EU, US reach ‘agreement in principle’ on transatlantic data flows – TechCrunch

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Hello and welcome to the Daily Crunch on Friday, March 25, 2022! This is one of the final Daily Crunch intros that I will write for you. I will miss our daily conversations and hellos. But there is no time on Friday to relax. We have work to do! Let’s go! – Alex

TechCrunch’s Top 3

  • EU, US reach tentative data deal: If you don’t follow Natasha Lomasi, our key reporter on all things regulation and privacy when it comes to the tech world, that’s the last time you’ve done so. Lomas reports that the EU and the US have reached “an agreement in principle… on a revived transatlantic data flow agreement,” which could end a long period of uncertainty regarding the moving bits across the Atlantic Ocean.
  • And talk about major regulatory changes: The EU is again in the news today about securing deals for what we call “major competitive reform” in the region. On the docket are things like imperative message interoperability. Does that mean the days of iMessage shutting down could be coming to an end? It’s unclear what impact the rule changes will have in the United States, but big things are happening everywhere.
  • Instacart seeks to make its equity more competitive: The mechanics of it are nuanced, but after rising to an equity valuation of nearly $40 billion last year, Instacart has revalued its equity for employee compensation purposes. . With a much lower price. TechCrunch is curious if we are seeing the beginning of a trend for the year, as other unicorns may choose to make a similar move to secure their employability.

Start-ups and VC

The creative economy is: chart-up-and-to-the-right: like there’s no tomorrow, and everyone wants a piece of the action. Powerful Marketing Automation HubSpot has launched a new podcasting program aimed at advanced marketers game search produces their content, including paying creators for them to follow, depending on the number of content consumers. Of course, the creative economy also has a downside; Content moderation continues to be a challenge and some TikTok’s former moderators are trying to gather enough support to bring a class-action lawsuit together against social media because of the psychological trauma they claim they experienced during their role as moderators.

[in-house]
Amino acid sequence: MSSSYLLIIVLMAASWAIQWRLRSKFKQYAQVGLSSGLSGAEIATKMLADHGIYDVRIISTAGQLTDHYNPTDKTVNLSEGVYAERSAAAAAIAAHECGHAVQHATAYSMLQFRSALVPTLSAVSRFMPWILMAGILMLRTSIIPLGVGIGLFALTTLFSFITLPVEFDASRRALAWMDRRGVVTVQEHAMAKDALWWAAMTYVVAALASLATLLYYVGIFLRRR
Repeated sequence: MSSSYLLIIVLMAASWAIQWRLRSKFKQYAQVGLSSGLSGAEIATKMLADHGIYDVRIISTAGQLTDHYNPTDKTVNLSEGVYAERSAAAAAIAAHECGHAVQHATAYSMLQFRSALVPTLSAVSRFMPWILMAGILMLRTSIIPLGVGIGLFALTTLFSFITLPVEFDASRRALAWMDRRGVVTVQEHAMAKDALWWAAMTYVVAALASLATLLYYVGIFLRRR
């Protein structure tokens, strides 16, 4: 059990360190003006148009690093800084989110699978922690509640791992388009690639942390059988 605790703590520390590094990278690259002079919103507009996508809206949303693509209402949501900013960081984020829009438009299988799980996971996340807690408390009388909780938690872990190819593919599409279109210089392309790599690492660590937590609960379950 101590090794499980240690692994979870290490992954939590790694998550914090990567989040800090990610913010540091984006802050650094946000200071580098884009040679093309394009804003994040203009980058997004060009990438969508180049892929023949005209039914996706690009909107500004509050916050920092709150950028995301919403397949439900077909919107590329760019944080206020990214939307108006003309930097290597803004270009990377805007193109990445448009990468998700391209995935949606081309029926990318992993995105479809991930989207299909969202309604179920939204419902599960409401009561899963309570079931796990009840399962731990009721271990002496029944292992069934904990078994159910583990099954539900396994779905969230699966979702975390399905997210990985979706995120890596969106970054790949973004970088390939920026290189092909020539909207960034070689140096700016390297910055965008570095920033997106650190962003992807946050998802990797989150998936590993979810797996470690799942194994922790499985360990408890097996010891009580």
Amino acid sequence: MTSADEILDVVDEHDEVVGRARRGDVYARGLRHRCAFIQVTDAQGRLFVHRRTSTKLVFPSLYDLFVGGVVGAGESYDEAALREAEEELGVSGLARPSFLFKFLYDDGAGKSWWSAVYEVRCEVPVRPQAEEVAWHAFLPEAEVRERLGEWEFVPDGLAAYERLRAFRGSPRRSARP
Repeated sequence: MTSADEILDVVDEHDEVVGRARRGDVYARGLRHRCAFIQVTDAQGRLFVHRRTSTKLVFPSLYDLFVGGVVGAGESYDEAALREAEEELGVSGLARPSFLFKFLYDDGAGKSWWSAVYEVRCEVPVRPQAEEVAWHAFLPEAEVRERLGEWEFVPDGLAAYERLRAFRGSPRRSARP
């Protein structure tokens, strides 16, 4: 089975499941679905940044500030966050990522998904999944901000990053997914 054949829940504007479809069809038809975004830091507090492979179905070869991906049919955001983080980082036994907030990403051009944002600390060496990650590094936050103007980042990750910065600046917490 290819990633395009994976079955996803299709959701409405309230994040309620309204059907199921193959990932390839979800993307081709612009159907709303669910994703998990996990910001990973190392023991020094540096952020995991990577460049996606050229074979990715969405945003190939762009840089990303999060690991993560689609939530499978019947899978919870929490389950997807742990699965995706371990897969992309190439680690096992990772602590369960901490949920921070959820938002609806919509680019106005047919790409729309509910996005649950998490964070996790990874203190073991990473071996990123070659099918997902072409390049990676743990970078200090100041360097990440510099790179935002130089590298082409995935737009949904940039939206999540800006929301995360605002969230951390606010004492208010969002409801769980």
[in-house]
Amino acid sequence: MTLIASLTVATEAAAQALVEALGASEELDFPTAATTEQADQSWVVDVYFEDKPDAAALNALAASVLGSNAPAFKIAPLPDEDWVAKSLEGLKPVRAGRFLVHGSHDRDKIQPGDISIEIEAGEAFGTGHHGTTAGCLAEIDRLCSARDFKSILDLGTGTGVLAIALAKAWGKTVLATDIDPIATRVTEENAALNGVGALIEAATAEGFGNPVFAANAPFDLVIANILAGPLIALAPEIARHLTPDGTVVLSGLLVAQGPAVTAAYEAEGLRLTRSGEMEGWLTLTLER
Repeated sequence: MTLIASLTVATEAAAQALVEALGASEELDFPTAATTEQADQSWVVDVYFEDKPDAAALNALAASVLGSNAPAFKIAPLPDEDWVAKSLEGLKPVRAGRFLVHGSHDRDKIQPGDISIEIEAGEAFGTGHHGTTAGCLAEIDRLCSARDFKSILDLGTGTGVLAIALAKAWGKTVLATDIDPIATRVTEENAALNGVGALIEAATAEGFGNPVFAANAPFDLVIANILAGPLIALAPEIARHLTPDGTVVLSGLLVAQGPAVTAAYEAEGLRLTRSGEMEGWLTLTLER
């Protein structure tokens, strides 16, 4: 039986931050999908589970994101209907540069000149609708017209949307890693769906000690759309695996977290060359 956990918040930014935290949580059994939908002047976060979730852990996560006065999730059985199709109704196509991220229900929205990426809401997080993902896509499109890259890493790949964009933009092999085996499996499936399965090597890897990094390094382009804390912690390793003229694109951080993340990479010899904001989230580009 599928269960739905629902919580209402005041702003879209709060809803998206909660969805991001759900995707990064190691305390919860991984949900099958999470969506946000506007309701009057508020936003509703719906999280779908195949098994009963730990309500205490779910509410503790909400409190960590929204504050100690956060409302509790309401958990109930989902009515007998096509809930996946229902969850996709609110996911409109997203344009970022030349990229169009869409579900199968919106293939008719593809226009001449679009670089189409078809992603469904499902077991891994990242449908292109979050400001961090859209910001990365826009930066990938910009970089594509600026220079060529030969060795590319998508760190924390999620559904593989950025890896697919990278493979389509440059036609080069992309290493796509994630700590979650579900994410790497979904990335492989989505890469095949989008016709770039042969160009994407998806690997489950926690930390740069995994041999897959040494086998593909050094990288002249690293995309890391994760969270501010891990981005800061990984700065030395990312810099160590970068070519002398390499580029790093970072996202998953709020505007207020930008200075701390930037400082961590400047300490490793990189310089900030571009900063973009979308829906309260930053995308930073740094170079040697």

Meanwhile, the work-from-home trend seems to extend to spaces beyond “avoiding offices like the plague during a literal plague.” Firstbase has raised $50 million to further improve remote employee outreach and logistics.

Other highlights for this Friday:

Cloud Service Provider Default Retention Policy Isn’t Enough: You Should Back Up Your SaaS

Network cable connecting to the cloud

Image credits: Eoneren (Opens in a new window) / Beautiful pictures

Many jobs today have moved to the cloud as SaaS tools replace traditional on-premises software in the enterprise.

But while SaaS tools make life easier, the nature of cloud businesses and their data retention policies means that in the event of a cyber attack or failure, you are responsible. back up all data used by those tools, not your cloud service provider, points out Brian Spanswick, CISO and head of IT at Cohesity.

To protect their data, Spanswick writes, companies must proactively put in place mechanisms to protect, back up, and restore all data being used by SaaS tools in the enterprise.

“Relying solely on the provider’s default retention and recovery policies is not enough.”

(TechCrunch+ is our membership program that helps founders and startup teams rise to the top. You can register here.)

Big Tech Inc.

  • Spotify is testing a new car mode: If you’re getting back on your commute to work during the dwindling COVID restrictions we’re living in, you may have noticed that Spotify looks a little different in your car. Well, let’s assume it’s confirmed: Spotify is testing new versions of Vehicle Mode. Though for now they are just that: experiments.
  • US charges Russian spies for domestic hacking: A small note here regarding the national aspect of hacking. It’s a big business. And the United States is charging four Russian hackers for a “year-long campaign of attacks targeting critical infrastructure, including a US nuclear energy operator and a US petrochemical facility.” Saudi Arabic”. Oh my God.

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